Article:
10 Interesting things you should know about St. Patrick's Day


10 things you should know about St. Patrick's Day

On March 17th, we're all a little Irish. Although St. Patrick's Day is a public holiday in only a few countries or islands - namely the Republic of Ireland, Northern Ireland, Newfoundland and Labrador, and Montserrat - being Irish is celebrated all over the world. We've rounded up 10 fun facts about St. Patrick's Day to help you bring your inner Irishman to life:

1. From Legend to Tradition

St. Patrick is one of Ireland's most famous patron saint. According to legend, he brought Christianity to the island, made the shamrock a fashion statement, and rid Ireland of the snake plague. The holiday takes place on the anniversary of St Patrick's death and has been a religious holiday in Ireland for over 1,500 years.

2. St. Patrick's Day is an official holiday!

The day has only been officially celebrated in Ireland since 1903. Since the Emerald Isle is primarily Catholic and St. Patrick's Day falls on the same day as the beginning of Lent, it was originally a quiet and religious holiday. Until 1960, a law allowed pubs to open on St Patrick's Day. (Don't ever say "St. Patty's Day"!)

3. The Patron Saint also known as Maewyn

St. Patrick's name is not Irish: the Irish patron saint, Maewyn Succat, was British. According to legend, he was sold into slavery in Ireland when he was just a teenager. He became religious, fled back to England, became an ordained priest named Patrick, and began converting Irish Celtic pagans to Christianity. Incidentally, due to the rivalry with the Celtic druids, St. Patrick was not nearly as popular during his lifetime as he is today.

4. Delivering from the snakes

Legend has it that St. Patrick rid Ireland of the plague of snakes. According to biologists, however, snakes never actually existed in Ireland. The diplomatic explanation is that the serpents are a metaphor for the paganism that St. Patrick has supplanted.

5. The popular shamrocks

It is said that St. Patrick used shamrocks (or simply clover) to explain the Holy Trinity (Father, Son, and the Holy Spirit) to the Irish. The Celts believed that each leaf of the clover had meaning and hence the use of the clover as a teaching material was successful: St Patrick founded many churches, schools, and monasteries; and made the shamrock popular.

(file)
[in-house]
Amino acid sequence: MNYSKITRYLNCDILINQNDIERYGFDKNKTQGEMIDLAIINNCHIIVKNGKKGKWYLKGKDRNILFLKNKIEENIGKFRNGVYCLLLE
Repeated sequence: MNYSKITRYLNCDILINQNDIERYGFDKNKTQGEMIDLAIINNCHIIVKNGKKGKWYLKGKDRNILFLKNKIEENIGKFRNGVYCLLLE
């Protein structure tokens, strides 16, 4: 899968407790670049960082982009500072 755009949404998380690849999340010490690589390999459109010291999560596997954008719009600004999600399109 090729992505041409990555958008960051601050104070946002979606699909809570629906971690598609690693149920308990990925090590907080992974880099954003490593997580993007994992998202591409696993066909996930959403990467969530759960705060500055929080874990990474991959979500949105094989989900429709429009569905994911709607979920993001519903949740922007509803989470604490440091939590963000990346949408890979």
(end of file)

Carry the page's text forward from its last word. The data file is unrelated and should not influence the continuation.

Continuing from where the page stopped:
6. The color of the day is green

There is green everywhere as far as the eye can see - from hair to clothing to even food. We're not talking spinach here, we're talking bagels, pancakes, and even beer—if you can add green food coloring, it's served on St. Patrick's Day. But the fun with colors doesn't end there: rivers, monuments, and even entire ski resorts turn green to commemorate the occasion. Only the Irish beer Guinness is never colored green.

7. In the beginning it was blue

Although everyone and everything goes green, St. Patrick apparently preferred blue. Evidence can still be found on old Irish flags. However, during the Irish Rebellion in 1798, wearing shamrocks and the color green became – and remains to this day – a symbol of national belonging.

8. St. Patrick's Parade

Aside from drinking and wearing green, attending or participating in a parade is the best way to celebrate St. Patrick's Day. Interestingly, many of the largest parades take place outside of Ireland, as expatriate communities around the world take the celebrations very seriously. A colorful parade also takes place in Ireland's capital Dublin every year.

9. Cheers!

On St. Patrick's Day, the global consumption of Guinness almost triples from 5.5 million pints on a regular day to 13 million pints. That's 150 pints a second! Well, then cheers!

10. Beef And Cabbage

Corned beef and cabbage is a signature dish that goes so well with beer—although this meal was “invented” by Irish immigrants in New York. This may also explain why more than 11 billion kilograms of beef and more than 900 million kilograms of cabbage are consumed in the United States on this holiday.

Read also:

Martenichka-Meaning of Read and White March Bracelet

Easter Traditions Around The World

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